I’ve recently been reading through an incredible book, What’s Best Next, that gives a gospel centered approach on the Christian view of work and productivity.
One of the ideas that Matt promotes early on in the book is the idea that effectiveness > efficiency. I couldn’t agree more.
To explain his point, he gives a comical story of him going to handle an insurance claim for a house fire. In the story, he goes to the house to find a man quite surprised to see him there. After he tells him why he has come to his house, the man lets him in to do his work. After going through everything thoroughly and efficiently, he left the house to return back to the office only to find out he went to and quoted the wrong house altogether. Very efficient, not at all effective. As you may have guessed, he had to go back later to adjust the correct house, costing him the precious time he was trying to be efficient with in the first place.
Efficiency is pointless if it is guided in the wrong direction. It’s very easy to get off track and be efficient in the wrong thing, and that’s why it is so important to ensure that efficiency comes secondary to effectiveness. It is important to be efficient – it is even more critically important to be effective.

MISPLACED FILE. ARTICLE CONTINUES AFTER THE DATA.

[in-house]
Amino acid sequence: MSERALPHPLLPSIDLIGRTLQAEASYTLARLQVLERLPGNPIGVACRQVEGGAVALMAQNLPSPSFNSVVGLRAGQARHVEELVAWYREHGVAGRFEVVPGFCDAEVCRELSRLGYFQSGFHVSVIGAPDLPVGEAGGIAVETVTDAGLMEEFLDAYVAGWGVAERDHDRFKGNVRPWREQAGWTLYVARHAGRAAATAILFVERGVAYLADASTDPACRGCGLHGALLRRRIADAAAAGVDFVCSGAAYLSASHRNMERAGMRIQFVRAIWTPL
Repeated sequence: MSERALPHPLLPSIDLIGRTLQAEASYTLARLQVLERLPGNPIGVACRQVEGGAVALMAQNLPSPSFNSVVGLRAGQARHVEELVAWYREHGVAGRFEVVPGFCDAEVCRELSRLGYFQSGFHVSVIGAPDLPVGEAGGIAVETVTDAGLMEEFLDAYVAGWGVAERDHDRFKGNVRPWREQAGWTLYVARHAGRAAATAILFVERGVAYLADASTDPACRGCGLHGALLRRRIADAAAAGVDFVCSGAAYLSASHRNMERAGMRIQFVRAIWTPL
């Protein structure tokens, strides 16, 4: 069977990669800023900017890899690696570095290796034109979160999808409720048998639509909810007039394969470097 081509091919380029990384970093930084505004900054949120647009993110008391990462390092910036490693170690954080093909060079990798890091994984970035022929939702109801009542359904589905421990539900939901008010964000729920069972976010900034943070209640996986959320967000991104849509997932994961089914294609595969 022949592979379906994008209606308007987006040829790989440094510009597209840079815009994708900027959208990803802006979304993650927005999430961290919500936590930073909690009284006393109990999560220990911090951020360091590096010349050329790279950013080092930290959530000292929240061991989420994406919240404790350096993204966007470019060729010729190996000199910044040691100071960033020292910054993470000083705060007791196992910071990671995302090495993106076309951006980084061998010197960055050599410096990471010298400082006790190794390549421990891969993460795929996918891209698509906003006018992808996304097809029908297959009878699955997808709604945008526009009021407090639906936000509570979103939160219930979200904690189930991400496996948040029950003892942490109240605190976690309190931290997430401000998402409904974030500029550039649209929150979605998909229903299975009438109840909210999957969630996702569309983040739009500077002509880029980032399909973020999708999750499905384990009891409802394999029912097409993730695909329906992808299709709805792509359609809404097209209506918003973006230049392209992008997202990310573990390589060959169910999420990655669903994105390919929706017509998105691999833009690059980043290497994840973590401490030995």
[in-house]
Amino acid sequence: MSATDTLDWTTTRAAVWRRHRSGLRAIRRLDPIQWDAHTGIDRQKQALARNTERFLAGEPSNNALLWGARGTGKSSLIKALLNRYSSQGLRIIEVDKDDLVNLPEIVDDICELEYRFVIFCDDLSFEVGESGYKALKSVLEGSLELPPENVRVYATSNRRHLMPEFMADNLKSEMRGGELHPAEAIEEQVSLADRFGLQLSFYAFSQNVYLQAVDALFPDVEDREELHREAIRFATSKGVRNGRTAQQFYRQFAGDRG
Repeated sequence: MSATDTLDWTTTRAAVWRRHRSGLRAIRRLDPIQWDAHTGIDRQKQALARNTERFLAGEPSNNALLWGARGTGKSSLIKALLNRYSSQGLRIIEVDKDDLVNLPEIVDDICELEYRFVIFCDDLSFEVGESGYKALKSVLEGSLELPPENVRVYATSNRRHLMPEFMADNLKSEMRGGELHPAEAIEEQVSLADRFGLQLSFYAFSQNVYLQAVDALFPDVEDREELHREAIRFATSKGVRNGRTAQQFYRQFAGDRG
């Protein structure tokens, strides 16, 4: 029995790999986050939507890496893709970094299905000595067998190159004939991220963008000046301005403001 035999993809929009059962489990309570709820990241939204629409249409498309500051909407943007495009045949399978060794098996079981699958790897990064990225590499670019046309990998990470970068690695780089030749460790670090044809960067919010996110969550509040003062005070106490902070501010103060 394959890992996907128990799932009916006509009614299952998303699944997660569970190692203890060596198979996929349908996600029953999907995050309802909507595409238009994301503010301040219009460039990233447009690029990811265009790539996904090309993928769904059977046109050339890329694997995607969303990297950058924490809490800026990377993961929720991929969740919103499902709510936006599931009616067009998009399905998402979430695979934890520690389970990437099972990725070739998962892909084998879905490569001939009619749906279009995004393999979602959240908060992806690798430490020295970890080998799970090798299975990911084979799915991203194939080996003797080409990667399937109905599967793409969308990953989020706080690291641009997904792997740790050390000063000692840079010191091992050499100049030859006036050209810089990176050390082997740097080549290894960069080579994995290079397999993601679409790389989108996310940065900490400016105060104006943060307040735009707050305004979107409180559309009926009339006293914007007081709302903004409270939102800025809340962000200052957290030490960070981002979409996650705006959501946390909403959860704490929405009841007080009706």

Sure – I could be efficient at answering emails for 8 hours a day every day, but is that an effective use of my time? I would argue that it’s not because then I wouldn’t have time to build new features, create new products and expand my business elsewhere. It’s great to be efficient at things but not at the risk of sacrificing the things that are important. I want to be effective with efficiency in mind, not efficient and reckless.
Are you being effective, or just efficient in the things that don’t matter?